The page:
I just got back from the Thanksgiving holiday. I love stuffing and other such goodies, but it is not part of my diet plan.
So I’m back to my own food and routine, including this blog. One of the great side benefits of doing this is being connected to some great experts like Dr. Gary Huber, who has been a guest blogger on this site.
I have recently been put on Arimidex, an aramotase inhibitor, to treat my estrogen-receptive breast cancer. I asked Dr. Huber about using a supplement I’ve heard about called diindolylmethane (DIM) in conjunction with it. DIM is a phytochemical produced within the body from indole-3-carbinol (I3C). I3C occurs naturally in cruciferous vegetables, such as broccoli, brussel sprouts, cabbage, and cauliflower. Here’s what Dr. Huber had to say:
Throwing out such a question just gets me tingling with excitement because the biochemistry of breast cancer cell function is a fascinating tale of good versus evil. DIM has much to offer in conjunction with Arimidex. They work by different mechanisms and compliment each other.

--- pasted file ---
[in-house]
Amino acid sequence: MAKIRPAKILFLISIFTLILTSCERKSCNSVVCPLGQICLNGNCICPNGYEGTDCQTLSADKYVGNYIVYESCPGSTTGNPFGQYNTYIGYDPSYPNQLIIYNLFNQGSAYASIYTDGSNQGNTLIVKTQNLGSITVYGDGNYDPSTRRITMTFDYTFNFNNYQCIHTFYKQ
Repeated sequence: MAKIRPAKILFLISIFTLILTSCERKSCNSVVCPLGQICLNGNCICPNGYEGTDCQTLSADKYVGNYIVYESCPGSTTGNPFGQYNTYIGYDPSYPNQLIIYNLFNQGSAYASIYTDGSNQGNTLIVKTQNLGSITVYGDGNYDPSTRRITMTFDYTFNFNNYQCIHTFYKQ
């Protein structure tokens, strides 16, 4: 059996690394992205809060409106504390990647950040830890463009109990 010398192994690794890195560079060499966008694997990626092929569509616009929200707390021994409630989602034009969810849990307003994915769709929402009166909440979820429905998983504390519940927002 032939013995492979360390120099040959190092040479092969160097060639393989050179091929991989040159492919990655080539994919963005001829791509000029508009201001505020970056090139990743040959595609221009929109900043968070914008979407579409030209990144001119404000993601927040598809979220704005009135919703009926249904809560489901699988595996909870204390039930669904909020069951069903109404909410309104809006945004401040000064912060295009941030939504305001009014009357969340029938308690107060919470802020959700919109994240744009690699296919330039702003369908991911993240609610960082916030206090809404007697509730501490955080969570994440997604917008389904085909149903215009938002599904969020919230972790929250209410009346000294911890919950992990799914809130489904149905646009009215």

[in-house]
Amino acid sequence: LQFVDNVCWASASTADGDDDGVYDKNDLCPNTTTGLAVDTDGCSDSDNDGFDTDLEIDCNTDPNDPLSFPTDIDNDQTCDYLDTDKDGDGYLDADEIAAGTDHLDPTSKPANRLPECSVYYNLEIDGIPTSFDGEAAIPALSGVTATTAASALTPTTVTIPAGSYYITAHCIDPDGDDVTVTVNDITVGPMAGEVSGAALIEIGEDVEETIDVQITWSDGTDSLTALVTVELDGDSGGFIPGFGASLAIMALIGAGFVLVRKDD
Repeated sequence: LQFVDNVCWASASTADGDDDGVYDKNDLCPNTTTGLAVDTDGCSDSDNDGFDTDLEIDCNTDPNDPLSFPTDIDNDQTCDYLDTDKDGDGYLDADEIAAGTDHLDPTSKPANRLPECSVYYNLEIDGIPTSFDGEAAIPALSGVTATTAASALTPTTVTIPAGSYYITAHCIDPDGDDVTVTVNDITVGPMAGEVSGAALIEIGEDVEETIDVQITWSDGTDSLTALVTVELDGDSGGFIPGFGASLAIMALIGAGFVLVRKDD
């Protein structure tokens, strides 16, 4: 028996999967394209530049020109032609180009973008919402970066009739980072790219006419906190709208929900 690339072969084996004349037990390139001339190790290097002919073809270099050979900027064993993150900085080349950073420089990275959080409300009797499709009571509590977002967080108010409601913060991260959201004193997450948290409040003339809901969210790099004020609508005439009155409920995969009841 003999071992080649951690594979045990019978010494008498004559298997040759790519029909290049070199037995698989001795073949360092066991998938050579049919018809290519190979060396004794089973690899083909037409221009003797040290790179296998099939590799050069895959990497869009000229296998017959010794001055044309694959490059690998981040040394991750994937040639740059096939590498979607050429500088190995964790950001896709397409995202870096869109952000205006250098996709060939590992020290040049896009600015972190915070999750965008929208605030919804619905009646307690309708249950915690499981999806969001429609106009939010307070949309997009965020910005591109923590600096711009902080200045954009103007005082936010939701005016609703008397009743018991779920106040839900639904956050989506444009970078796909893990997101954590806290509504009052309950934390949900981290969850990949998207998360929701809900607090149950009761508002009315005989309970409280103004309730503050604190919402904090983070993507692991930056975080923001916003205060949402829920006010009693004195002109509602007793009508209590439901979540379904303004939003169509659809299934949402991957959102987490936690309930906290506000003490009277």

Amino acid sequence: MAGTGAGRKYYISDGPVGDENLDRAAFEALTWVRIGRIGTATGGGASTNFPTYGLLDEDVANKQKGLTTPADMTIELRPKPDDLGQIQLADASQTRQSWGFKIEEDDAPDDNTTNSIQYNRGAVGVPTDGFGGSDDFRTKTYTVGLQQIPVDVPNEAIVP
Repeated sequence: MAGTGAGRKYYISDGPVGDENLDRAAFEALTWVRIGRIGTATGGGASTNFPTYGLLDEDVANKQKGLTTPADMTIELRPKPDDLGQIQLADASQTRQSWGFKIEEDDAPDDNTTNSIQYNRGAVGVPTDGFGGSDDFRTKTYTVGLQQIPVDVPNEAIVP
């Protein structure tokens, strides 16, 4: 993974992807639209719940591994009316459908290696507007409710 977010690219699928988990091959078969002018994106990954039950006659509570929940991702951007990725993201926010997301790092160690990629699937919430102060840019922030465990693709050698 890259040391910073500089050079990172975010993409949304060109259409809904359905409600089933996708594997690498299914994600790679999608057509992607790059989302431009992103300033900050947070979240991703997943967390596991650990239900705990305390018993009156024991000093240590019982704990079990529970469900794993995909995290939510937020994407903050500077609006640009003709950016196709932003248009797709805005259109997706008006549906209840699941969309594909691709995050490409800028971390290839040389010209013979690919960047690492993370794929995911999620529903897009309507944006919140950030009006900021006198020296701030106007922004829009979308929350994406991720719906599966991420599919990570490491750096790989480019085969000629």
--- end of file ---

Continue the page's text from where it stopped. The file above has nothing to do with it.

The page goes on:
A breast cancer cell simulates its own source of estrogen to help it grow. It creates an inflammation, which triggers your body’s immune system to produce three estrogen-producing enzymes:
These three enzymes lead to greater pools of estrogen to stimulate cancer. Arimidex only blocks one of them: aromatase. The body needs to clear out the other two enzymes to keep estrogen levels as small as possible. Once the body converts estradiol into estrone, it has the option of going down a “good” pathway, where it is converted into a harmless byproduct. Or it can go down a “bad” pathway, where it is converted into a carcinogen and stimulates the potential for more cancer.
Obviously we want to facilitate the bodies ability to drain estrogen out of the system via the good pathway. This is what DIM does. Think of it as drilling holes in the bottom of your estrogen bucket so that your estrogen stores don’t overflow.
Other helpers that facilitate this process are berries, soy, cruciferous vegetables, flax seed, rosemary and exercise. Bioflavonoids such as green tea, dark chocolate, and berries are also beneficial. And make sure to add flaxseed, which binds estrogen in the intestines and pulls it out of the body. Certain bacteria in the bowel will produce estrogen right in your intestines, so our gut health, remains very important.
Want to avoid the wrong pathway? Eliminate sugar, omega 6 fats (vegetable oils) and birth control pills.